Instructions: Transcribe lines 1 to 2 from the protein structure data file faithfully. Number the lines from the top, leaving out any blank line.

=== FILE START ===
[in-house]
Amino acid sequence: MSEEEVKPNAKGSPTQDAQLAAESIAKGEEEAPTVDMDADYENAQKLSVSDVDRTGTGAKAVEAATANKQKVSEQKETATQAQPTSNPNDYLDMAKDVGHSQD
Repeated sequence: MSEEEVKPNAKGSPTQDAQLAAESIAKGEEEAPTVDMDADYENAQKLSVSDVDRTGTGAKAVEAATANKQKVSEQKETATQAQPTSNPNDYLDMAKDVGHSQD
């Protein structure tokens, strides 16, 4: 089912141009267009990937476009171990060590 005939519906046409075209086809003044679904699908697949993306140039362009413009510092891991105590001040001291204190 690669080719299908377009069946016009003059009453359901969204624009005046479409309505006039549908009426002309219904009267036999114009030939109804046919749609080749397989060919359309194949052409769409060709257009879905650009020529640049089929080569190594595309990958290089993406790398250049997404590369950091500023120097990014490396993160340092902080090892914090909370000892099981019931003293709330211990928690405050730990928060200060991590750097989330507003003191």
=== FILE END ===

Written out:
[in-house]
Amino acid sequence: MSEEEVKPNAKGSPTQDAQLAAESIAKGEEEAPTVDMDADYENAQKLSVSDVDRTGTGAKAVEAATANKQKVSEQKETATQAQPTSNPNDYLDMAKDVGHSQD